Global and local fMRI signals driven by neurons defined optogenetically by type and wiring

Ars Technica has a nice writeup about a paper in Nature which isolates the BOLD signal from a specific type of neuron:

With everything in place, the researchers confirmed that firing an impulse in excitatory neurons produced a signal that matched nicely with the ones observed during regular experiments. Putting the channelrhodopsin into inhibitory neurons produced a small BOLD signal in the area where the light triggered an impulse, but it was surrounded by a halo of depressed activity, consistent with the neurons’ inhibitory role.

But the BOLD signals weren’t limited to the area where the light triggered activity. With a slight delay, signals started showing up in other areas of the brain, with the precise locations changing based on where exactly the activity was triggered. The authors indicate that these additional signals provide an indication of the brain’s wiring—the nerves at the site of the initial activity were simply doing what they normally did, and communicating with other areas of the brain. With enough time, they suggest, their technique could be used to map functional connections throughout the brain.

It’s impressive work that really takes aim at the foundation of fMRI and signal origin rather than most of the empirical neurologic applications that we usually see in the literature. I’m sure there must have been some work at this years’ ISMRM that went in a similar direction…

Here’s the full paper in Nature. Abstract:

Global and local fMRI signals driven by neurons defined optogenetically by type and wiring

Despite a rapidly-growing scientific and clinical brain imaging literature based on functional magnetic resonance imaging (fMRI) using blood oxygenation level-dependent (BOLD)1 signals, it remains controversial whether BOLD signals in a particular region can be caused by activation of local excitatory neurons2. This difficult question is central to the interpretation and utility of BOLD, with major significance for fMRI studies in basic research and clinical applications3. Using a novel integrated technology unifying optogenetic4, 5, 6, 7, 8, 9, 10, 11, 12, 13 control of inputs with high-field fMRI signal readouts, we show here that specific stimulation of local CaMKII?-expressing excitatory neurons, either in the neocortex or thalamus, elicits positive BOLD signals at the stimulus location with classical kinetics. We also show that optogenetic fMRI (ofMRI) allows visualization of the causal effects of specific cell types defined not only by genetic identity and cell body location, but also by axonal projection target. Finally, we show that ofMRI within the living and intact mammalian brain reveals BOLD signals in downstream targets distant from the stimulus, indicating that this approach can be used to map the global effects of controlling a local cell population. In this respect, unlike both conventional fMRI studies based on correlations14 and fMRI with electrical stimulation that will also directly drive afferent and nearby axons, this ofMRI approach provides causal information about the global circuits recruited by defined local neuronal activity patterns. Together these findings provide an empirical foundation for the widely-used fMRI BOLD signal, and the features of ofMRI define a potent tool that may be suitable for functional circuit analysis as well as global phenotyping of dysfunctional circuitry.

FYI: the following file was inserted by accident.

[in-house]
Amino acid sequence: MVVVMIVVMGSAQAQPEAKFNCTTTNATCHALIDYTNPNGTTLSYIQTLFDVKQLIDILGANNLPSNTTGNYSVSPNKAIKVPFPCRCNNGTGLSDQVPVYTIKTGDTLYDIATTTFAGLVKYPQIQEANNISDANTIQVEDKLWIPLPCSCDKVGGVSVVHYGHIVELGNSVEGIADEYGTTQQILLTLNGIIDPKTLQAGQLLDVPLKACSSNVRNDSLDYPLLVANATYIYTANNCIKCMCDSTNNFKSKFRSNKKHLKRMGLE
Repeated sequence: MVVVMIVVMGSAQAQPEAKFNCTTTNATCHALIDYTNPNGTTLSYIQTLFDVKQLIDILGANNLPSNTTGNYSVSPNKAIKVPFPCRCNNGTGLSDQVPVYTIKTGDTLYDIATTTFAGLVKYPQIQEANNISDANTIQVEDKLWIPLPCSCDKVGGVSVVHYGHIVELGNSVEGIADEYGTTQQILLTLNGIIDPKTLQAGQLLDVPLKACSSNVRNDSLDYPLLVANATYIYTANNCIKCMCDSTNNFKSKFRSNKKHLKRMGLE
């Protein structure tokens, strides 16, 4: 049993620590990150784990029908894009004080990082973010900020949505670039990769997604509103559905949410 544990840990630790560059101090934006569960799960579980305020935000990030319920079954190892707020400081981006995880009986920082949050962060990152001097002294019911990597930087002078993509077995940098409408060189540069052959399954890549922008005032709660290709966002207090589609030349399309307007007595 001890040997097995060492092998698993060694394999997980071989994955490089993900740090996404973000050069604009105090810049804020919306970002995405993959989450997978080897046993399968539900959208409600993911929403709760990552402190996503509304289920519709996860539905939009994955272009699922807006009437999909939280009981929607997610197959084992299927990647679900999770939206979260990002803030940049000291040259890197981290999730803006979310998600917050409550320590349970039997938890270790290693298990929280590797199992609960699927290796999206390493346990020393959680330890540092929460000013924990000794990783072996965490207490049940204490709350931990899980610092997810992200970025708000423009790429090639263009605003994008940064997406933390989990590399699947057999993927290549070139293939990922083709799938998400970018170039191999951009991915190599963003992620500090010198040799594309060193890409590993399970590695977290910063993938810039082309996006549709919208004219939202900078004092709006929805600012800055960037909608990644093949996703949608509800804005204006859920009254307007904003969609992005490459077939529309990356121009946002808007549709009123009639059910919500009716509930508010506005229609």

MRI of acute Wiiitis

Magnetic resonance imaging of acute “wiiitis” of the upper extremity.

We present the first reported case of acute “wiiitis”, documented clinically and by imaging, of the upper extremity, caused by prolonged participation in a physically interactive virtual video-game. Unenhanced magnetic resonance imaging (MRI) demonstrated marked T2-weighted signal abnormality within several muscles of the shoulder and upper arm, without evidence of macroscopic partial- or full-thickness tearing of the muscle or of intramuscular hematoma.

Nett MP, Collins MS, Sperling JW. Skeletal Radiol. 2008 May;37(5):481-3. PMID 18259743.

It was really just a matter of time… the floodgates are now open. I expect that the musculoskeletal specialists are eagerly anticipating the release of the Wii Fit

Paul Lauterbur dies at age 77

The father of Magnetic Resonance Imaging passed away on Tuesday:

Physicist Paul C. Lauterbur, who received a 2003 Nobel Prize in Physiology or Medicine for giving physicians the ability to look inside the human body without using harmful radiation, died Tuesday at his home in Urbana, Ill.

He was 77 and had been suffering from kidney disease.

research money well spent